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who needs domain admin rights

Posted on 2016-09-26
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Last Modified: 2016-10-15
We are doing a review of members of powerful AD groups, e.g domain admins. Can you provide some examples into the types of admin/management tasks whereby a user requires domain admin permissions? I.e. what tasks require the use of domain admin rights. Seeing some examples of the types of task that would require domain admin permissions, would help us identify whether some on our list of members are valid or should be removed.
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Question by:pma111
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by:sXmont1j6
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Domain admin's have the ability to do pretty much everything on a network.  More than likely, those users can be Removed, especially if they are using those accounts for everyday activities
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by:McKnife
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Domain administrators administer the whole domain. They are local admins on all systems. They can administer all AD objects, GPO, certificates, passwords. Anything. So only make someone domain admin if he should have unlimited access. As simple as that.

And sorry, but such a question reads almost like "we have nuclear weapons and we are reviewing the groups of persons that have access to those - what can we do with nuclear weapons, please advise" ;-)
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by:Kimputer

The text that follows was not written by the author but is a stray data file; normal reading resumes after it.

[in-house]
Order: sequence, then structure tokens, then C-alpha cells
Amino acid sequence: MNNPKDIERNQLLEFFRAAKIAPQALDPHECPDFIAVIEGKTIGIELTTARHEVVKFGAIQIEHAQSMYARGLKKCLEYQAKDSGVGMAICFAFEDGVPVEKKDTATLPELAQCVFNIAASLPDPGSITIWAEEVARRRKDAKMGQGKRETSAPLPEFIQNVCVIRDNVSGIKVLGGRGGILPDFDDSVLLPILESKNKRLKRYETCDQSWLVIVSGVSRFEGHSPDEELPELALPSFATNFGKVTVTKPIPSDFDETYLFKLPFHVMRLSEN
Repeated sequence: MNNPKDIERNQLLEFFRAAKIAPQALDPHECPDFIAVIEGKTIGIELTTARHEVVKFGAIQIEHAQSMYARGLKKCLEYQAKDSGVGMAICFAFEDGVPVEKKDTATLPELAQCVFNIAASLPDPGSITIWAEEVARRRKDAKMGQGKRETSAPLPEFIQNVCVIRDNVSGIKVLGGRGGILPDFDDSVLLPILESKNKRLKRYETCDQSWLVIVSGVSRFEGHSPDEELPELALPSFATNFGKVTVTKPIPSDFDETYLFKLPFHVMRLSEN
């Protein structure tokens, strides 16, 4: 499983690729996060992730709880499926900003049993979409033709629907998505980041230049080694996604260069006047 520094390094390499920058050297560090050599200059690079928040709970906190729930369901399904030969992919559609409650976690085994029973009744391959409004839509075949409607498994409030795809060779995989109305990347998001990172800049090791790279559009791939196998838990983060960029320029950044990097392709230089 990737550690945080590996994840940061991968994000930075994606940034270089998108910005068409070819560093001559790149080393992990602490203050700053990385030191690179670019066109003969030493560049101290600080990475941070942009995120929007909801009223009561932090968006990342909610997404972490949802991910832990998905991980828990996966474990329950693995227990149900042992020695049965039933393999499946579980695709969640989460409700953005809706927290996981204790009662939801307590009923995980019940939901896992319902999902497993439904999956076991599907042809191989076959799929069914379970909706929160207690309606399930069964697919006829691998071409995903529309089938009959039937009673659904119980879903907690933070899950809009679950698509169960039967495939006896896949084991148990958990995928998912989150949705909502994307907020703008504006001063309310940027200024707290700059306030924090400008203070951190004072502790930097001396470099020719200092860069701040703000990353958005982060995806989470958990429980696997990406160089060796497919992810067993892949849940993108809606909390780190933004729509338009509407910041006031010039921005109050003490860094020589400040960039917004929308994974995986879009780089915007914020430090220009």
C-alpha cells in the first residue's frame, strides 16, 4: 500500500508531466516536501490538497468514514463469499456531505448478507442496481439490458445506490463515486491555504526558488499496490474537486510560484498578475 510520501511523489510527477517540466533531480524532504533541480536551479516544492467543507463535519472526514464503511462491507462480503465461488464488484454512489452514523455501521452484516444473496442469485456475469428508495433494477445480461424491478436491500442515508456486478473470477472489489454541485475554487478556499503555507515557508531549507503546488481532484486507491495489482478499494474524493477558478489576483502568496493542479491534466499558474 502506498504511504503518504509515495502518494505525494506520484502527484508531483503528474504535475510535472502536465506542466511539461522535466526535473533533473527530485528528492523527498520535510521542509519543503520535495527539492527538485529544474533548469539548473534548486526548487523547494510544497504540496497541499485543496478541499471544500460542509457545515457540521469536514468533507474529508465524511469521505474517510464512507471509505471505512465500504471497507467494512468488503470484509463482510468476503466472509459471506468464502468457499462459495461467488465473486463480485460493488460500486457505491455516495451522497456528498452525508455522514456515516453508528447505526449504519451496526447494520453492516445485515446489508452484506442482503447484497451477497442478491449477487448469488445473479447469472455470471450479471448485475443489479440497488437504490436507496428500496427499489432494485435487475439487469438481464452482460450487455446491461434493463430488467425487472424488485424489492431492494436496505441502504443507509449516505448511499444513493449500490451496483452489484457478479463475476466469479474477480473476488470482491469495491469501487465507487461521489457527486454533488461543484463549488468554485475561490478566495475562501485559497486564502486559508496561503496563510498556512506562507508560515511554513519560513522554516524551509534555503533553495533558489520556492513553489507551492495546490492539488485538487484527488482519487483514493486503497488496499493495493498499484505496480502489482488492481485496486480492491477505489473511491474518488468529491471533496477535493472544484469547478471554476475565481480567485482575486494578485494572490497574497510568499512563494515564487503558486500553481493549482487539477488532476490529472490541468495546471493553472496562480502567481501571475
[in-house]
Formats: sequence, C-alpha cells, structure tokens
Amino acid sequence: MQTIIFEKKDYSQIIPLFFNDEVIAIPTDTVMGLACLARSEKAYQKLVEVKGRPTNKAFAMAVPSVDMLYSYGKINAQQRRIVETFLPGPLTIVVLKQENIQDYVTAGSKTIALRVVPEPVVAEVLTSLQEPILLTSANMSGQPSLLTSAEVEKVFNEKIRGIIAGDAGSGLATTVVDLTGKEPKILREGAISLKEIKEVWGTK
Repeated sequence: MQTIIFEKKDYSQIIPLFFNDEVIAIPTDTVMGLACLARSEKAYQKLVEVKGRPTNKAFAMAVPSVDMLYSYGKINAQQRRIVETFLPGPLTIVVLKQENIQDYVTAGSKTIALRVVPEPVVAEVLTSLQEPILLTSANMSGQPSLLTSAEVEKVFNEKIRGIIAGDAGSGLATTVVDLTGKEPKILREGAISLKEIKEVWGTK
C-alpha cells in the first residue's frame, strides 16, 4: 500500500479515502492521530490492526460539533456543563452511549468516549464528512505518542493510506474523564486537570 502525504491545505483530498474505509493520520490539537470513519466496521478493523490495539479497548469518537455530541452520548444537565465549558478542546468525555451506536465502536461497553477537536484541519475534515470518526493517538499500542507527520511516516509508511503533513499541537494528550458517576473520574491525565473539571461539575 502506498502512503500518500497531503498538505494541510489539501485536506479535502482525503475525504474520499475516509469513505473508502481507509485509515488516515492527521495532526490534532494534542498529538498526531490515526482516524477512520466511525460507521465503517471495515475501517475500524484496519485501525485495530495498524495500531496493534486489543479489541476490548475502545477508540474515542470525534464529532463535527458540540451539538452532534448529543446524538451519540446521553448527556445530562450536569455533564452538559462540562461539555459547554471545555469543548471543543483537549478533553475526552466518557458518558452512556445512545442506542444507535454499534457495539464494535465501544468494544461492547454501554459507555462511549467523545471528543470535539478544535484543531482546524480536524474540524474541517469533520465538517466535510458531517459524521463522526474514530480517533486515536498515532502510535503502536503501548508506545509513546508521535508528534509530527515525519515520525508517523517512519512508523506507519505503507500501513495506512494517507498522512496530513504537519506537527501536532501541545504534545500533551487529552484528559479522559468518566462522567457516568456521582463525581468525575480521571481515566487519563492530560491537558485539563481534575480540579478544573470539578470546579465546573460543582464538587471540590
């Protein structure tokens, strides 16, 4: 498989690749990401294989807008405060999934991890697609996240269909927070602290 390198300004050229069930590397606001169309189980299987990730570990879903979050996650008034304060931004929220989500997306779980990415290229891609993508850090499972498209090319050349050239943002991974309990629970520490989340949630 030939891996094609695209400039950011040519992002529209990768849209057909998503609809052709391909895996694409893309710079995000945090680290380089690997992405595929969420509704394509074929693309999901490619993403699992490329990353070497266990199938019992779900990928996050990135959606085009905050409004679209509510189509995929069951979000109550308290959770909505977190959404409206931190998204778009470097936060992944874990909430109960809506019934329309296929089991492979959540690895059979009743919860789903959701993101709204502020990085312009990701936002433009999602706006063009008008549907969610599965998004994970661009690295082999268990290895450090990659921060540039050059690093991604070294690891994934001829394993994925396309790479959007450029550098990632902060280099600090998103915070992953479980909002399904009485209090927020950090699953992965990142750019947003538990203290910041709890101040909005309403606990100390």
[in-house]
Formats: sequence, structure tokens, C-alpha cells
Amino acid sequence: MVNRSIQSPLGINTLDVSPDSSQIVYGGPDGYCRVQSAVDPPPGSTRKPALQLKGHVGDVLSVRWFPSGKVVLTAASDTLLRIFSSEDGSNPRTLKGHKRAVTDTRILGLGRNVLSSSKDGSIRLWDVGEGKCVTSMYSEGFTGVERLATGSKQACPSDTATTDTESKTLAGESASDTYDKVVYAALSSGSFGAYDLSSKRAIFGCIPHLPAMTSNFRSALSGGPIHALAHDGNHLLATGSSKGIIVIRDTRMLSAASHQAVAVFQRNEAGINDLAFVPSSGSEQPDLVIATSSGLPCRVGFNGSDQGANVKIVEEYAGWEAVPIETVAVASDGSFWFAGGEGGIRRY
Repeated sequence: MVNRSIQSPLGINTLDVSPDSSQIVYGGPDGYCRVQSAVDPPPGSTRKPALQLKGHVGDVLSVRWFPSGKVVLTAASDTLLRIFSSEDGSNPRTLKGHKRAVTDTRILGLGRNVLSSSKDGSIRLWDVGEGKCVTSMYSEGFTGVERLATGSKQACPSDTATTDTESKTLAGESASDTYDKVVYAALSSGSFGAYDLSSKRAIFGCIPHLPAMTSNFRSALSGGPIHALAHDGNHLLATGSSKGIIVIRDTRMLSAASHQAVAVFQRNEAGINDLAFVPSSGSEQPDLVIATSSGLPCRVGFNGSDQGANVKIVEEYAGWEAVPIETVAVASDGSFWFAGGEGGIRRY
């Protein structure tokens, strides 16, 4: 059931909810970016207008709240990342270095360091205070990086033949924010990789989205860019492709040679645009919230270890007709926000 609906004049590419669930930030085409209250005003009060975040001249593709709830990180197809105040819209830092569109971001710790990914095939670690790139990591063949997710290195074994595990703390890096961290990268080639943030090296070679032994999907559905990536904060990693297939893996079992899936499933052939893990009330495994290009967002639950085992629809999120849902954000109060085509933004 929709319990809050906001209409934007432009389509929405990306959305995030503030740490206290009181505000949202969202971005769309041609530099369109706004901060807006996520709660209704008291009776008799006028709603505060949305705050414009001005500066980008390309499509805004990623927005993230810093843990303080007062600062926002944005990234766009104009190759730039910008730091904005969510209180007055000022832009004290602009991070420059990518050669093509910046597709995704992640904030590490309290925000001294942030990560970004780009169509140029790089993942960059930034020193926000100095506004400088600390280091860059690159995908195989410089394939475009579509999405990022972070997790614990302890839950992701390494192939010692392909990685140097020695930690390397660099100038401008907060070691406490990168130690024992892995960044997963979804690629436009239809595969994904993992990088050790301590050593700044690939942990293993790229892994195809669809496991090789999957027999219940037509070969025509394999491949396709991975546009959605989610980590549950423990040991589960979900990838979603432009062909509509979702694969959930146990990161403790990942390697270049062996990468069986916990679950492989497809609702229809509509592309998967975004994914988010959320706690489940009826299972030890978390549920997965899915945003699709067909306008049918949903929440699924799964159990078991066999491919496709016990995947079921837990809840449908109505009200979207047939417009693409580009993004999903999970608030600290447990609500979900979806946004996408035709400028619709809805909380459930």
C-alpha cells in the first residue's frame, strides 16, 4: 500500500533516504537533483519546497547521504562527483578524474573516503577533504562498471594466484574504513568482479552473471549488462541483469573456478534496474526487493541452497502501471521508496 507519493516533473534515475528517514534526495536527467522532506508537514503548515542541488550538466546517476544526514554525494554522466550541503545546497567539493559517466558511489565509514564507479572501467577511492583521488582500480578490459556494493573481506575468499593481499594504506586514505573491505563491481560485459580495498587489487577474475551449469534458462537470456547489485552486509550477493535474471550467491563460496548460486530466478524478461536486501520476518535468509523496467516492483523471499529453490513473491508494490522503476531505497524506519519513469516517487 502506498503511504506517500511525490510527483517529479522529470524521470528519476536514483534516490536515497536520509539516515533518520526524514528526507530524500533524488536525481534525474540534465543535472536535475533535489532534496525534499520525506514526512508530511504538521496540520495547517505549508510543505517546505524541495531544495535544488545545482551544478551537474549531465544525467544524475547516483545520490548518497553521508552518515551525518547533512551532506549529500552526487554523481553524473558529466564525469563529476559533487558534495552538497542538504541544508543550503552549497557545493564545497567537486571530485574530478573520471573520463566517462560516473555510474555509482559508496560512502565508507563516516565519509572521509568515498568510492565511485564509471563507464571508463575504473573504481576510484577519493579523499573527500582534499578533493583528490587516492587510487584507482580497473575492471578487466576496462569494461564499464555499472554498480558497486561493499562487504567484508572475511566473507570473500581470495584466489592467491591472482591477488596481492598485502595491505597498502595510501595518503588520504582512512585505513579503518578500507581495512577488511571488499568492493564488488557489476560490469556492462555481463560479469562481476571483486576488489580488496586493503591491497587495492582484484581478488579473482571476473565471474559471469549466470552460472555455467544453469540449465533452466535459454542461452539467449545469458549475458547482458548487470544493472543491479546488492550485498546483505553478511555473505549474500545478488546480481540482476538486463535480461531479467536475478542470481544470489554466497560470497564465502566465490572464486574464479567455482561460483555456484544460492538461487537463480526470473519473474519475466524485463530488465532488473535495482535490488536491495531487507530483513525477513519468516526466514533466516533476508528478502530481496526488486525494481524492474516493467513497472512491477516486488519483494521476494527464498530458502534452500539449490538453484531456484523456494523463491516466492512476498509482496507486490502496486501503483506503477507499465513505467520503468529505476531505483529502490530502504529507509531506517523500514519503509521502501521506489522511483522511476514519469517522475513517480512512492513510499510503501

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Usually, ONLY the highest IT member/team has domain admin rights. That's because even the CEO/CTO/COO of any big companies, has nothing to do with it (they may have the admin/password at all times, archived somewhere, or locked in a safe, because it's their environment after all, but usually they should do NOTHING with it except for in emergencies).
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by:btan
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Back to the definition of domain admin before taking a snapshot. But do review the other Administrators groups too - Limiting Administrator Rights to Those Rights That Are Actually Required e.g.

- Avoid using the Account Operators group for strictly delegating a "data administration" task, such as account management
- Membership in the Backup Operators group in Active Directory should be limited to those individuals who back up and restore domain controllers.
- Data administrators have no control over the configuration and delivery of the directory service itself; they control subsets of objects in the directory. Using permissions on objects that are stored in the directory, it is possible to limit the control of a given administrator account to very specific areas of the directory
-  Take additional steps to enforce strong administrative credentials, such as requiring smart cards for administrative logon, or requiring two forms of identification, with each form held by a different administrator
This group is automatically added to the corresponding Administrators group in every domain in the forest. It has complete control over all domain controllers and all directory content stored in the domain and it can modify the membership of all administrative accounts in the domain.
https://technet.microsoft.com/en-us/library/cc700835.aspx
AD-permissions:
 create/delete AD leaf objects (users, groups, workstation-computers, server-computers)
 modify attributes of AD leaf objects (eg user object details like phone, address)
 AD services (sites, subnets, SCPs, trusts, etc)
 GP admins (including Central Store admin)

Not-AD-permissions:
 Exchange objects (mailboxes, smtp addresses, etc)
 DFS admin

member computer admin rights (eg administer workstations including rejoin to domain, remote control, remote-manage, access logs, access volumes on workstations)

DNS admin

DHCP admin

member server admin (not DC's)